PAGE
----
Recently, the Sixth Circuit Court of Appeals affirmed a federal district court’s ruling dismissing an Ohio safety officer’s claims that he was forced to resign from the Kalamazoo Department of Public Safety in 2010 due to racial discrimination.In Laster v. City of Kalamazoo, Mark Laster, an African American man, had worked for the Kalamazoo Department of Public Safety for more than 23 years. During his employment, he claimed that he was treated less favorably than other employees in similar situations. For example, Laster believed that he was subjected to greater scrutiny, that policies were selectively enforced against him, and that his employer stood back and permitted individual employees to discriminate against or harass Laster. Laster believed that at least part of his treatment was due to his race. After reporting many instances of harassment to his employers, he eventually filed a claim with the Equal Employment Opportunity Commission, then Title VII discrimination and retaliation claims against his former employer.
The district court found in favor of the City of Kalamazoo and Laster appealed. The Sixth Circuit applied strict scrutiny to the circumstances of his case, which is required for racial discrimination cases involving government bodies. For a government body to pass strict scrutiny, it must be shown that it had a compelling government interest, that the law or policy was narrowly tailored to achieve that interest, and that the law or policy was the least restrictive means for achieving that interest. Strict scrutiny is used for race, national origin, or alienage situations, compared to intermediate scrutiny for gender and rational basis (the lowest scrutiny) for nearly everything else.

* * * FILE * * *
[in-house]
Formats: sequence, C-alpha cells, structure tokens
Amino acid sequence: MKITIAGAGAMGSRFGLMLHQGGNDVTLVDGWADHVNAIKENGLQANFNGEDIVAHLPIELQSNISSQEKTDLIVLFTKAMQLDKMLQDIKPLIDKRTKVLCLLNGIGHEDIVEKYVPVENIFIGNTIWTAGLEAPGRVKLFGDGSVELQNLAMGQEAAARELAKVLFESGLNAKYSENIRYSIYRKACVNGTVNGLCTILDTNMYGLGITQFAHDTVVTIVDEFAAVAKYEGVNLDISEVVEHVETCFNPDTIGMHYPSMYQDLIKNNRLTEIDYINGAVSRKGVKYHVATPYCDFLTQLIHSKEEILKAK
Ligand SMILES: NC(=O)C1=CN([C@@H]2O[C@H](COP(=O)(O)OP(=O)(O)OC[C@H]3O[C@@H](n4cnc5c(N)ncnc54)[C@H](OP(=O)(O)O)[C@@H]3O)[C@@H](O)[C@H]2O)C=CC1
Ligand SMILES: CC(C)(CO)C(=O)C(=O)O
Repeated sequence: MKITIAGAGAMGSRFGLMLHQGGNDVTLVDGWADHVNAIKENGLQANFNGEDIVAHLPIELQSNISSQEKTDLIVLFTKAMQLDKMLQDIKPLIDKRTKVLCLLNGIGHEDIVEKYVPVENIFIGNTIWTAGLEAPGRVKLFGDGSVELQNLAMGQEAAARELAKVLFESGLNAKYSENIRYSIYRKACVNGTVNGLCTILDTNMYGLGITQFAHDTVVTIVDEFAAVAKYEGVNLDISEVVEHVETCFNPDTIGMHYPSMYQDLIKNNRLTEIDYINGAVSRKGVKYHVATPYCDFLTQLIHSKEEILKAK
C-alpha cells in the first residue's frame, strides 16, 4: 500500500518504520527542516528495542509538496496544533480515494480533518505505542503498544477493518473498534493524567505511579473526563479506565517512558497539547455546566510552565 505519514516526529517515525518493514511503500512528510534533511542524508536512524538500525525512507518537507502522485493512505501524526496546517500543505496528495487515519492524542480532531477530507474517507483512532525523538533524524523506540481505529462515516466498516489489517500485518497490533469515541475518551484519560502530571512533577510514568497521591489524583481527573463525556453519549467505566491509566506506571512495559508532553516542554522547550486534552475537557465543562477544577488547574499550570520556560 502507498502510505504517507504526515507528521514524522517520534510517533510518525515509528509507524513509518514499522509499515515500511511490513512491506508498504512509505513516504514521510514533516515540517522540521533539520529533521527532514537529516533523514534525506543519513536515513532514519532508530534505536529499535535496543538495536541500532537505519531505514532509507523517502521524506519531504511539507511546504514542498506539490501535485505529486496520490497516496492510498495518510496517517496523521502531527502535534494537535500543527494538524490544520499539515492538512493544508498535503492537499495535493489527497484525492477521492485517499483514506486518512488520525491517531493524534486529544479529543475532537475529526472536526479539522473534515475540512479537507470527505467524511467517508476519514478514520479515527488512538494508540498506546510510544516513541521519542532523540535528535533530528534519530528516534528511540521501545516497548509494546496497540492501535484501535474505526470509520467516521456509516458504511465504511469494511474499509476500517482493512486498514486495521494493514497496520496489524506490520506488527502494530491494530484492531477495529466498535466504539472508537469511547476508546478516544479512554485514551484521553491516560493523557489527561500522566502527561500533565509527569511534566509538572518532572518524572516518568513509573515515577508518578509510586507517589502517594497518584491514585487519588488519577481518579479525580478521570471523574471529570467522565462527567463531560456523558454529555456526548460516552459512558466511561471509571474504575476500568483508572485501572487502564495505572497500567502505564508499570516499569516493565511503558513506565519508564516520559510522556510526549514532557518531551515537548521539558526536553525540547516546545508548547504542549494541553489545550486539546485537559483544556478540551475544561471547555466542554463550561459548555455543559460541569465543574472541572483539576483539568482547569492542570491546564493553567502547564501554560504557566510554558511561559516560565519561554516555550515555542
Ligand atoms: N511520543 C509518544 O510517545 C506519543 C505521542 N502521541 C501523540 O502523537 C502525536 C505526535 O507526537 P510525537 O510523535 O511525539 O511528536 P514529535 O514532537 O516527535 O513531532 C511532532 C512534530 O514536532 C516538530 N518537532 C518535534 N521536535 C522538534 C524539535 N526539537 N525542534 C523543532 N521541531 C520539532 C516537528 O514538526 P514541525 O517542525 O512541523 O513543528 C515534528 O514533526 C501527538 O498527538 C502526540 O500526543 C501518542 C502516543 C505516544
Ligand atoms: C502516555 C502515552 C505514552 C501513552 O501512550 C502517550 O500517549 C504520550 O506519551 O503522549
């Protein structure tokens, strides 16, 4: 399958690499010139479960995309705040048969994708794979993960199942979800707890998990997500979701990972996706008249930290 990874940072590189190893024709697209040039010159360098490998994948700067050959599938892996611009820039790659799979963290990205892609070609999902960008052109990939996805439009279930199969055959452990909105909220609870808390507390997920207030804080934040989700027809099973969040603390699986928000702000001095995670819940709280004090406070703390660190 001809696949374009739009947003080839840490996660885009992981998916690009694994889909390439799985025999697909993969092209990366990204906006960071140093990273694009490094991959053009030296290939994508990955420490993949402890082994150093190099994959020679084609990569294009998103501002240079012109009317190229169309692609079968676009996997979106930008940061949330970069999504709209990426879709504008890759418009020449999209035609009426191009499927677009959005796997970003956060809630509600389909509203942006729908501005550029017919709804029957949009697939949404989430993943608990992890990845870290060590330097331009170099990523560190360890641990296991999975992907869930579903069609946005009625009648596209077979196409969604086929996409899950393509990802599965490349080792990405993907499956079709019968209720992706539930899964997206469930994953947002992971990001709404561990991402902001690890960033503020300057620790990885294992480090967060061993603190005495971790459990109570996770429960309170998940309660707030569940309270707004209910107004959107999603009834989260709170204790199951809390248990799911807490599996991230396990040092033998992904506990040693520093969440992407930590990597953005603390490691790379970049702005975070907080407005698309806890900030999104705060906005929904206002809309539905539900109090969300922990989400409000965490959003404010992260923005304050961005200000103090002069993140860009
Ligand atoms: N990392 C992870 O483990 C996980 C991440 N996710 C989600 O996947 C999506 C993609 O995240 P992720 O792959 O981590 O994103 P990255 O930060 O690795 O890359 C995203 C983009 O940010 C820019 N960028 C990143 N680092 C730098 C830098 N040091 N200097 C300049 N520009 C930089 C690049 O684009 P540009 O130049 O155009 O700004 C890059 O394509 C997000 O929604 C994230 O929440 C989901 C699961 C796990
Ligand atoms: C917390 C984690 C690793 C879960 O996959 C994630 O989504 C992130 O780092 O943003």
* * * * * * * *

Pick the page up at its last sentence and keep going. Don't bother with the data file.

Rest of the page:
The Sixth Circuit looked at what was presented by Laster as evidence of his former employer’s discrimination and/or retaliation. One was an evaluation downgrade in 2007, brought about allegedly because of discrimination and Laster’s complaints about it. Laster’s 2006 evaluation was changed from “satisfactory” to “needs improvement.” Another was a denied request to attend an outside training program. Laster was the first employee to ever make such a request, and when he was denied, no reason was given. Two days later, Laster learned that some of his white co-workers were approved to go on the trip with all expenses paid. Laster applied again, but was told that if he wanted to attend, he needed to pay half of the costs, or $400. Other examples included being denied use of the meeting room, not being invited to a meeting, unequal punishment for the same offense, and an anti-Obama screen saver.
His claims were set against the stated reasons for his forced resignation: that in 2010, while Laster was off duty, he was publicly intoxicated during an Obama appearance and crashed his car into a Michigan State Police cruiser and flashed his badge before parking in a secured area, in violation of federal law. An investigation was launched, and Laster claims that he retired because he had been told (incorrectly, it turned out) that he would not received a pension if he were terminated as a result.
The Court found that while Laster had presented some evidence of him being treated more poorly than his co-workers, he did not make the case that this conduct was undertaken with the specific intent to make Laster resign. Therefore, Laster did not meet his burden of showing discrimination against him. However, the Court believed that the district court should have analyzed separately whether Laster’s former employer retaliated against him, rather than just dismiss his retaliation claim along with the discrimination claim. The Court therefore affirmed the lower court ruling on discrimination and remanded the case back to the lower court so the retaliation claim could be reconsidered.
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